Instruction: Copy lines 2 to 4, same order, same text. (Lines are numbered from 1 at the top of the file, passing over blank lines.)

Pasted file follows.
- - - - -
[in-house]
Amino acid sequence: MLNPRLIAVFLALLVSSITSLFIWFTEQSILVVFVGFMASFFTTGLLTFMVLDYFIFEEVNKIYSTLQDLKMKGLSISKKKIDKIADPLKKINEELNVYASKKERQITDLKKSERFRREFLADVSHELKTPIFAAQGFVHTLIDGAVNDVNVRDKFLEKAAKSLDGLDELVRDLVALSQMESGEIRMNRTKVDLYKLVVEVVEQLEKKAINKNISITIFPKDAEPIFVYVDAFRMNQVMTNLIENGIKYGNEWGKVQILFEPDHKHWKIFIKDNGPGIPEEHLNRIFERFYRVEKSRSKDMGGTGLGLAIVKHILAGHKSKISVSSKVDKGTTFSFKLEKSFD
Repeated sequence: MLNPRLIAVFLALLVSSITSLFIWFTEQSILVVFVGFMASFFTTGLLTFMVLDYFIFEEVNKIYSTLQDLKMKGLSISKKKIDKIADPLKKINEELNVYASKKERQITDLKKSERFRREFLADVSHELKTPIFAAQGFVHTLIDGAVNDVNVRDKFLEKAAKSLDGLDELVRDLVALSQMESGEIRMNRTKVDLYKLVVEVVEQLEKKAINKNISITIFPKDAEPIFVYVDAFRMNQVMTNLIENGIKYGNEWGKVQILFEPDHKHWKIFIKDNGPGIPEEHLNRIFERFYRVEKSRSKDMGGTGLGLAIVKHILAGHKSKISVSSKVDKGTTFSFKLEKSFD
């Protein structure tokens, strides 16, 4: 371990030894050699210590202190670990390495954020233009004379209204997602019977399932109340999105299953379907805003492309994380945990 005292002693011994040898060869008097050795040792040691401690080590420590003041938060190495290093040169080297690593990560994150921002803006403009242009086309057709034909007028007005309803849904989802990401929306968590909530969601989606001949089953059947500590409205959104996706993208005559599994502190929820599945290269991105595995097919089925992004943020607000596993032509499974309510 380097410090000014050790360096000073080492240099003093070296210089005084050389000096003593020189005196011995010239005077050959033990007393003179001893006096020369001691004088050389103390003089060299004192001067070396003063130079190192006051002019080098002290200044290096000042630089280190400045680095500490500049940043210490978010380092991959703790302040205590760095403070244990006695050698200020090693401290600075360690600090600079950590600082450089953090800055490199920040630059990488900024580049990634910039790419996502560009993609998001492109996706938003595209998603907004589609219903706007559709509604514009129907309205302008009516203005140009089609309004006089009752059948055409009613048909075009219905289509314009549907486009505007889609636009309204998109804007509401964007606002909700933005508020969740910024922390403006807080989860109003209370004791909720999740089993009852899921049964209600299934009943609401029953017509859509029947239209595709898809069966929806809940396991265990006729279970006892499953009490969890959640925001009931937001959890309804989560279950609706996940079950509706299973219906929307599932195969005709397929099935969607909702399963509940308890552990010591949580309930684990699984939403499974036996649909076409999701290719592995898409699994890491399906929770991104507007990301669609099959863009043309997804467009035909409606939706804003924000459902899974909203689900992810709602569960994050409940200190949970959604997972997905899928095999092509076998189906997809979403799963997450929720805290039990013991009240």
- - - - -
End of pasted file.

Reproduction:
Amino acid sequence: MLNPRLIAVFLALLVSSITSLFIWFTEQSILVVFVGFMASFFTTGLLTFMVLDYFIFEEVNKIYSTLQDLKMKGLSISKKKIDKIADPLKKINEELNVYASKKERQITDLKKSERFRREFLADVSHELKTPIFAAQGFVHTLIDGAVNDVNVRDKFLEKAAKSLDGLDELVRDLVALSQMESGEIRMNRTKVDLYKLVVEVVEQLEKKAINKNISITIFPKDAEPIFVYVDAFRMNQVMTNLIENGIKYGNEWGKVQILFEPDHKHWKIFIKDNGPGIPEEHLNRIFERFYRVEKSRSKDMGGTGLGLAIVKHILAGHKSKISVSSKVDKGTTFSFKLEKSFD
Repeated sequence: MLNPRLIAVFLALLVSSITSLFIWFTEQSILVVFVGFMASFFTTGLLTFMVLDYFIFEEVNKIYSTLQDLKMKGLSISKKKIDKIADPLKKINEELNVYASKKERQITDLKKSERFRREFLADVSHELKTPIFAAQGFVHTLIDGAVNDVNVRDKFLEKAAKSLDGLDELVRDLVALSQMESGEIRMNRTKVDLYKLVVEVVEQLEKKAINKNISITIFPKDAEPIFVYVDAFRMNQVMTNLIENGIKYGNEWGKVQILFEPDHKHWKIFIKDNGPGIPEEHLNRIFERFYRVEKSRSKDMGGTGLGLAIVKHILAGHKSKISVSSKVDKGTTFSFKLEKSFD
């Protein structure tokens, strides 16, 4: 371990030894050699210590202190670990390495954020233009004379209204997602019977399932109340999105299953379907805003492309994380945990 005292002693011994040898060869008097050795040792040691401690080590420590003041938060190495290093040169080297690593990560994150921002803006403009242009086309057709034909007028007005309803849904989802990401929306968590909530969601989606001949089953059947500590409205959104996706993208005559599994502190929820599945290269991105595995097919089925992004943020607000596993032509499974309510 380097410090000014050790360096000073080492240099003093070296210089005084050389000096003593020189005196011995010239005077050959033990007393003179001893006096020369001691004088050389103390003089060299004192001067070396003063130079190192006051002019080098002290200044290096000042630089280190400045680095500490500049940043210490978010380092991959703790302040205590760095403070244990006695050698200020090693401290600075360690600090600079950590600082450089953090800055490199920040630059990488900024580049990634910039790419996502560009993609998001492109996706938003595209998603907004589609219903706007559709509604514009129907309205302008009516203005140009089609309004006089009752059948055409009613048909075009219905289509314009549907486009505007889609636009309204998109804007509401964007606002909700933005508020969740910024922390403006807080989860109003209370004791909720999740089993009852899921049964209600299934009943609401029953017509859509029947239209595709898809069966929806809940396991265990006729279970006892499953009490969890959640925001009931937001959890309804989560279950609706996940079950509706299973219906929307599932195969005709397929099935969607909702399963509940308890552990010591949580309930684990699984939403499974036996649909076409999701290719592995898409699994890491399906929770991104507007990301669609099959863009043309997804467009035909409606939706804003924000459902899974909203689900992810709602569960994050409940200190949970959604997972997905899928095999092509076998189906997809979403799963997450929720805290039990013991009240």